When it comes to our diets, we are always looking for ways to cover all our bases with respect to nutrient intake. Hit your macros, get enough fiber, and make sure you’re getting adequate micronutrients in order to stay as healthy as possible. One dimension of our nutrient intake that seems to be endlessly debated and confusing is the types of fat we should include in our diet. Saturated fat, unsaturated fat, trans fat, and medium chain triglycerides have all been praised and demonized in the media at some point. However, one subset of fat that has always had a good reputation are the essential fatty acids (EFA’s) such as omega-3 fatty acids. Nowadays, everyone seems to advocate adequate intake of omega-3’s for one reason or another. But why exactly are omega-3’s so important and what are the benefits of omega-3 supplementation? Which sources of omega-3’s are best and just how much omega-3 do we need in our diets? While mostly every health expert will promote omega-3 supplementation in some fashion, they often do not know the answers to those important questions. In this article, we will get into the benefits of omega-3’s and what to look for in an omega-3 fatty acid supplement.

 

Types of Omega-3’s

In all, there are over 10 different omega-3 fatty acids that can be found in nature. Each of the omega-3 fatty acids vary in length and number of double bonds (which makes them unsaturated), and they all share the characteristic of having a double bond located at the third carbon from the omega end (hence omega minus 3). However, when it comes to human physiology, only three of these omega-3’s are important. When we hear someone speak of the omega-3’s, they are referring to α-Linolenic Acid (ALA), Eicosapentaenoic Acid (EPA), and Docosahexaenoic Acid (DHA).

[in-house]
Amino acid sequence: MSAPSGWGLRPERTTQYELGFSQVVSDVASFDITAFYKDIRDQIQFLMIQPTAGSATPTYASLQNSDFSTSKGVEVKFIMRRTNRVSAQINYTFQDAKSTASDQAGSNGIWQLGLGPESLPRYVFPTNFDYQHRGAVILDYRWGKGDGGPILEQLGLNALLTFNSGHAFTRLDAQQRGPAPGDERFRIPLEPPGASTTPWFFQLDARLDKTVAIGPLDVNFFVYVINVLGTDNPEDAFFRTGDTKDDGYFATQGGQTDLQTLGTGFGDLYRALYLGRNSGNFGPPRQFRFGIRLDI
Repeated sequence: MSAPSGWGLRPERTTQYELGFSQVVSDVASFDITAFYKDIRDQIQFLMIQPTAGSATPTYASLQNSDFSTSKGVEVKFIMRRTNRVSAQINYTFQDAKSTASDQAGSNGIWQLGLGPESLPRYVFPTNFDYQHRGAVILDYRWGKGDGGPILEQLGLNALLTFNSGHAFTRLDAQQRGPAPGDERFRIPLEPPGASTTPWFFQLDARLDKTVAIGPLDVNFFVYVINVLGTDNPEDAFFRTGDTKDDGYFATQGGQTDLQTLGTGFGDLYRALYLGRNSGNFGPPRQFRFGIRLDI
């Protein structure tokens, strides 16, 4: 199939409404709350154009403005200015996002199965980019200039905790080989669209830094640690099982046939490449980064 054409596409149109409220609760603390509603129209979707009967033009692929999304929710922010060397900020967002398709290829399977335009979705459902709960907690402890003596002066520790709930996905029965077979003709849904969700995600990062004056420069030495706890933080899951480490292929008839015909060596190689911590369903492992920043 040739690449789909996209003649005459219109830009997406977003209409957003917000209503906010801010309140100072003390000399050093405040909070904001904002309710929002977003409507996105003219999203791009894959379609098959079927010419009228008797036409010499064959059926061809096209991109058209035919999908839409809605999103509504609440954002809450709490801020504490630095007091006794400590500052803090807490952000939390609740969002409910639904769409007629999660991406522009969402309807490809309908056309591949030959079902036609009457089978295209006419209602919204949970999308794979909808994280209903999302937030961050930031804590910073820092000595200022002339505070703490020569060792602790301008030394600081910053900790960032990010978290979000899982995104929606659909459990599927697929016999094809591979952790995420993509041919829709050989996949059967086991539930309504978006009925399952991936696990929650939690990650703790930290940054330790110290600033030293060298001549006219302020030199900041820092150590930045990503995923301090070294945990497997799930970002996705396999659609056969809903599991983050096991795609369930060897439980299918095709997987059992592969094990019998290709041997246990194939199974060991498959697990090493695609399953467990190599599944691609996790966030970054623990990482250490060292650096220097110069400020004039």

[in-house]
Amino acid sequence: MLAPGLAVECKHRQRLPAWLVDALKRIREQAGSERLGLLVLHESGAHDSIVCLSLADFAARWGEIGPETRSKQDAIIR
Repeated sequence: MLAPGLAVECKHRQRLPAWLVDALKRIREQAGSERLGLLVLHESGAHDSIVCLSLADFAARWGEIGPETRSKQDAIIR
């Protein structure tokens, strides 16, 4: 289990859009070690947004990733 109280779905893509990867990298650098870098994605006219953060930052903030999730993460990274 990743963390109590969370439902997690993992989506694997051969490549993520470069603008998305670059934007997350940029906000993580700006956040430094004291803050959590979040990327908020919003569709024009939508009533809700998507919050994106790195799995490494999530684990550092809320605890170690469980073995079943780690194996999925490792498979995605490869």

These fatty acids have several responsibilities in our body, but we cannot synthesize them ourselves. Instead, we must ingest them in our diet, which makes them essential fatty acids. However, even these three fatty acids are not created equally. ALA is easier to acquire in the diet compared to EPA and DHA, with DHA being the scarcest. Unfortunately, it is DHA that has the most responsibility in preserving our health. Making matters worse is the fact that conversion of ALA to EPA and then again to DHA is quite difficult for most people [3]. This makes it important to understand what types of omega-3’s we are getting in our diets.

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